Death Makes Me a Coward

“Even death has a heart.”

Markus Zusak, The Book Thief

Parts of this post are taken from my soon to be published memoir.

A good friend of mine is dying of cancer.

When I first heard that my friend was diagnosed with Stage 2 cancer, I was shocked. It had only been a few months after my father had passed away and my emotions were raw and bleeding. I wept for her but kept my grief to myself.  It felt too soon, too much. 

But it was Stage 2 — I told myself she had time.

After living with the regret of not spending more time with my father before he died three years ago, you would think that this would have made me braver in the face of death. 

But it has not.

Recently I learned that my friend’s cancer had returned but this time it was Stage 4. All the rounds of chemo and radiation and drugs extended her life but will not save her. And I am the cowardly friend who has not gone to see her yet.

I could use Covid-19 as an excuse, but the reality is that I am angry. I am angry and I am a coward.

My friend is a beautiful person inside and out. And it seems grossly unfair for her to be battling a terminal disease at the young age of fifty. Of course, I would be angry and upset no matter what her age. But I think that at certain ages, Death must begin to feel more like a friend rather than a hated foe.  And my friend has not reached that age yet.

If I am honest, much of my anger is turned inward — towards all the regrets I have around my father’s death, around time I have lost to trauma and depression and pain and all the other excuses I protect myself with — like so much deflated bubble wrap.

But the time for excuses is over.  My friend doesn’t have time for them and neither do I. I still feel angry over the coming loss.  But I have made peace with the truth of my friend’s diagnosis. And I have made plans to visit her — to give her comfort, but also so that regret will not beat my soul to a pulp once I can no longer hold her beautiful face in my hands and hug her close to my breaking heart.

Regret is a familiar bedfellow of death. In fact, I believe regret is always grief’s bosom companion. We are only human after all.  We will always forget something —  something we should have said. Something we should have done. Something we should not have said. Places we should have gone.  People we should have seen.

Life is messy and busy and crazy. And the older I get, the faster time slips away like sugar through a sifter. In April 2020, after three weeks in lockdown, I vowed I would not end the year without accomplishing something personal for myself. I signed up for an Ancient Chinese history class I had always wanted to take.  I signed up for not one, but two language courses. And I told myself, I will not have any regrets come December.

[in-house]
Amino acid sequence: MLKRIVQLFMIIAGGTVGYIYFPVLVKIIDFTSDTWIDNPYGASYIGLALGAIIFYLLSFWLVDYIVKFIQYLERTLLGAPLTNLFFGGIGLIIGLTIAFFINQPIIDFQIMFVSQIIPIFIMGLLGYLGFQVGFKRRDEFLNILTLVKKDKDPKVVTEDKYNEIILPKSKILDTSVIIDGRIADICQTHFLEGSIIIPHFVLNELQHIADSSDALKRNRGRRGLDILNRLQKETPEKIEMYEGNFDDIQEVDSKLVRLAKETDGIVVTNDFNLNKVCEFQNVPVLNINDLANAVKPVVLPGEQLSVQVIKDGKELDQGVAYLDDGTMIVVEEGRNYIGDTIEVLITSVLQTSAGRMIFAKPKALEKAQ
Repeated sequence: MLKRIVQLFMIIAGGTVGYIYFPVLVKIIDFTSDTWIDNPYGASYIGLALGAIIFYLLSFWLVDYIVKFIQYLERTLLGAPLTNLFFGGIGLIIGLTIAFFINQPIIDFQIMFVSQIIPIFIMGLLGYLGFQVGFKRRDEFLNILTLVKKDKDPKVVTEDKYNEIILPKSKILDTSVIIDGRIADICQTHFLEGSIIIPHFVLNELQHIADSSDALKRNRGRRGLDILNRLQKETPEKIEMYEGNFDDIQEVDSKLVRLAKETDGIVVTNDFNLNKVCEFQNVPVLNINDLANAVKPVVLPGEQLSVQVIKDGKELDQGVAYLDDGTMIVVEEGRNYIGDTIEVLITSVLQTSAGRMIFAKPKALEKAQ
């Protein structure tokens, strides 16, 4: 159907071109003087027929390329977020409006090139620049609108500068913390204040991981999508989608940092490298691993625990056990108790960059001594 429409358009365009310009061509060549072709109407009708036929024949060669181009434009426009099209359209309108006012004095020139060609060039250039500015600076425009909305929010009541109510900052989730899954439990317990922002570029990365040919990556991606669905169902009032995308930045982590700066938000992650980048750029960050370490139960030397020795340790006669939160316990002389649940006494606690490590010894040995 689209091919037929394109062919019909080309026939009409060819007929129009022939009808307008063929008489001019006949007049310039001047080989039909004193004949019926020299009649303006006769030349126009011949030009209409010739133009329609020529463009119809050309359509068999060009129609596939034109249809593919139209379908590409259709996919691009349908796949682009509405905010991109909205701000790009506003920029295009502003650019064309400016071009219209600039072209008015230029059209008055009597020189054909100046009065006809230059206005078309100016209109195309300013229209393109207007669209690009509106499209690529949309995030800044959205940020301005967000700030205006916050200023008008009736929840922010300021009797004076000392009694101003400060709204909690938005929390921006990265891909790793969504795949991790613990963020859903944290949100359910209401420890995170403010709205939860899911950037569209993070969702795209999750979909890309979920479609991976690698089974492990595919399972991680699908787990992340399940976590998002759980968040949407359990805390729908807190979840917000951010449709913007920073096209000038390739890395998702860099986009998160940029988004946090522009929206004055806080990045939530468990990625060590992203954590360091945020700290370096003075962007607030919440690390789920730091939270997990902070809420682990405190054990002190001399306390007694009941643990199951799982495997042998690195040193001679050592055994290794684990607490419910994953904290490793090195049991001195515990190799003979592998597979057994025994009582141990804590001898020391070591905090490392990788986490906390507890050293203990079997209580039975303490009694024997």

A year and four months later, the history course remains unfinished. My language courses languish on unopened apps and in half empty notebooks.  Instead, I watch Chinese and Korean dramas and call it “practicing my languages.” And 2020 passed like so many years prior — when I woke up December 31st,  amazed and frustrated that another year had escaped me. And I vowed once again for the next year to be full of finished projects and a life well-lived.

In 2018, I promised my father that I would read my book to him.  Days later, he was gone — out of the reach of my words.  Now, almost four years later, I finally made the choices that pushed me closer to that goal.  I hold my rough draft in my hands – completed in around ninety days.  You have no idea how unbelievable this accomplishment is — two fantasy/paranormal novels gather dust on a flash drive in my desk drawer — my characters left languishing mid sentence, mid-fight, mid-climax. 

But I have confidence they won’t be frozen in time much longer. My thought is that writing a rough draft is like riding a bike: now that I have done it once, I can do it again.  And again. And again.

And once that precious final draft is finished, I will sit at the side of my father’s grave and read it aloud to him, secure in the knowledge that he will hear me and be proud of the author I have become. 

And maybe, just maybe, I can absolve myself of this one regret and quit being a coward in the face of Death.

A member of the Water Street Writers, Mikaela D’Eigh is a writer, poet, gardener, mental wellness advocate, and a lover of Scotch, K-Pop, and KDramas.  She writes about anything and everything, using all the crayons in the box.  Currently, she lives out in the country with two Egyptian gods disguised as cats, a herd of cows, and the occasional flock of wild turkeys.

Check her out at La Belle Dame Merci, Medium, Facebook, or Instagram for more essays, poetry, and shenanigans.

During the month of April, I’ll be participating in the A-Z Blogging Challenge.

My first book, a memoir on grief, will be published Summer 2021. Follow me on the journey to publication!

Image © 2020, MAG

4 thoughts on “Death Makes Me a Coward

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